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MARCH 10, 2017

Research Extras

Emory Medicine Magazine
Emory Medicine magazine profiles members of the Emory Antibiotic Resistance Center — Emory's own Superbug Squad — and graphic artist Jonathan Roy, author of Smallpox Zero, depicts the past, present, and future of antibiotics.

Are we facing a future without antibiotics?
The possibility that our most commonly prescribed drugs, which we've relied on for nearly eight decades to kill infections, will stop working — indeed, in some cases, already have — is nearly unfathomable. Each year, more than two million people in the United States become infected with bacteria that are resistant to antibiotics and about 23,000 of them die. The Emory Antibiotic Resistance Center is working to help ensure effective antibiotics will continue to be available for current patients and future generations. Read more...

Haian Fu
Many genes that drive the growth of cancer don't have any drugs available against them. A new strategy using genomic data is helping researchers like Haian Fu find new ways to target mutations.
Spider web of cancer proteins reveals new drug possibilities
Scientists at Winship Cancer Institute have mapped a vast spider web of interactions between proteins in lung cancer cells in an effort to reach targets considered "undruggable." This approach is revealing new ways to target cancer-causing gene mutations. As an example, researchers showed sensitivitity to an approved drug for a gene commonly mutated in lung cancer cells, now being tested in a clinical trial. Read more...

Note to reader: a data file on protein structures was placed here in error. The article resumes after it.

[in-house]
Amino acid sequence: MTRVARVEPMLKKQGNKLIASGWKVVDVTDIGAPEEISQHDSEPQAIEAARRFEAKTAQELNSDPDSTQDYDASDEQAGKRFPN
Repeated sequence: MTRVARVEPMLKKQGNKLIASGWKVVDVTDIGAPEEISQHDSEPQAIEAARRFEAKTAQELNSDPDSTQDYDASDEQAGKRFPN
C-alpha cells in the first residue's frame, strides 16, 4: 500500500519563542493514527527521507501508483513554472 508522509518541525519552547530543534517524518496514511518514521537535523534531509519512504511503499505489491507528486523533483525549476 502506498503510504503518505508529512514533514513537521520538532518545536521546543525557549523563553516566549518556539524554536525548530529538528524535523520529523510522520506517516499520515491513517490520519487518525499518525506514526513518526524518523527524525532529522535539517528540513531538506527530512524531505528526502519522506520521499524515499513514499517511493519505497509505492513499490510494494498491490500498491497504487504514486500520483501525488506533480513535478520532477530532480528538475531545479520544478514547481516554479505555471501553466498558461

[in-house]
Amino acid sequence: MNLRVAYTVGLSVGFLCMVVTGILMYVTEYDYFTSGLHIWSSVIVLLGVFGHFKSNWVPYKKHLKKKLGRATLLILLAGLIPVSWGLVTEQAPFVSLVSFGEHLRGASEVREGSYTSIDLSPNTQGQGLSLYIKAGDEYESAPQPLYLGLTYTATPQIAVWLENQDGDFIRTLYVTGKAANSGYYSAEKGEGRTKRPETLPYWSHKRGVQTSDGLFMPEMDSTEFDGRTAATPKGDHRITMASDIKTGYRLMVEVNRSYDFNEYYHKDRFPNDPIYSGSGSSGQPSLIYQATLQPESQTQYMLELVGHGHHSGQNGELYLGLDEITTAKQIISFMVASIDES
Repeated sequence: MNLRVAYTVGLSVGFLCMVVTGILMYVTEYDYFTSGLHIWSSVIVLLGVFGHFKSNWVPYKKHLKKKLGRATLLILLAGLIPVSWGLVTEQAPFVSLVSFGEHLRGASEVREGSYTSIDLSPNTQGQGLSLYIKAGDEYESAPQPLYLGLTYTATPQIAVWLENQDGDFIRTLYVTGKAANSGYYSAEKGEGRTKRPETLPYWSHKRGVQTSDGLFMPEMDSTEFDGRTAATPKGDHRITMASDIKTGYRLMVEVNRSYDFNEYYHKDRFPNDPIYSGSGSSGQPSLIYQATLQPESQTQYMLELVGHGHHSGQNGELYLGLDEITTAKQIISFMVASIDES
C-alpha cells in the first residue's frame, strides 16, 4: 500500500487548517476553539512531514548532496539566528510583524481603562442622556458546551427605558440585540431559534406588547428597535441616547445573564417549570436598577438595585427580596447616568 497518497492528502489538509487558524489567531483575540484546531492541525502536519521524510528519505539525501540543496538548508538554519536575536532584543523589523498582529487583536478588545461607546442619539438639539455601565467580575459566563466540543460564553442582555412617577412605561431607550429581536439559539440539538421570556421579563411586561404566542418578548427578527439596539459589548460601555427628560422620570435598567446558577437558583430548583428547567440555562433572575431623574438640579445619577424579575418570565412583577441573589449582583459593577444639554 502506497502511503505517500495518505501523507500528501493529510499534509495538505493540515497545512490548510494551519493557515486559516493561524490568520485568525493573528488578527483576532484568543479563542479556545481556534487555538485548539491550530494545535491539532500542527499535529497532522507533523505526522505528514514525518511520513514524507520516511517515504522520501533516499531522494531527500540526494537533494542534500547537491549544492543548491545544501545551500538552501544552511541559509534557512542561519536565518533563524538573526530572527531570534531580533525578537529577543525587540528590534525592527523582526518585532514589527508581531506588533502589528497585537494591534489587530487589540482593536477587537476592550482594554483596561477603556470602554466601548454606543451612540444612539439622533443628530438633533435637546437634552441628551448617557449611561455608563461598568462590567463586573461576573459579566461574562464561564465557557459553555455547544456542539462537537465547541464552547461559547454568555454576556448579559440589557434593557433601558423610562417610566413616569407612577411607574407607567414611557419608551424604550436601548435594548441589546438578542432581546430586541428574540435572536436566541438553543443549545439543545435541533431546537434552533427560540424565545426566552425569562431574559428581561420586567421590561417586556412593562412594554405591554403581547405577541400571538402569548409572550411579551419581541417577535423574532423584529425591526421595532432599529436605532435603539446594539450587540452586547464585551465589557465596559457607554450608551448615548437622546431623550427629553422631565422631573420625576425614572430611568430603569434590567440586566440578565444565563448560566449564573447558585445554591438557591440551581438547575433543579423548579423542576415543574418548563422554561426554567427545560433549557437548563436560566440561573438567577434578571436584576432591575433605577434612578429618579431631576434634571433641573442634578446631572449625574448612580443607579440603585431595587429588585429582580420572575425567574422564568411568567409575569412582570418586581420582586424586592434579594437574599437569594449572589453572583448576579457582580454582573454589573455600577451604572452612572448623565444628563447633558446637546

Toddlers with autism
Do children with autism avoid eye contact because of aversion, or a lack of perception of social cues? A new study helps provide answers.
Toddlers with autism don't avoid eye contact but do miss its significance
New eyetracking measures show young children with autism don't avoid eye contact on purpose, they just don't understand its importance in social interaction. A better understanding of the underlying reasons behind lack of eye contact could help refine treatments and behavioral interventions for autism spectrum disorder. Read more...

Zika virus
Research on Zika virus in body fluids is important for improving accuracy of testing and preventing transmission.
Study determines how long Zika virus remains in body fluids
A discovery that Zika virus particles remain longer in blood than in urine and some other body fluids means blood serum may be the best diagnostic specimen. But researchers also found that Zika remained longer in semen than in other body fluids, with half of study participants having virus particles after one month and five percent after three months. Read more...

Editor, Holly Korschun, Executive Director of Research Communications
Managing Editor, David S. Stephens, MD, Vice President for Research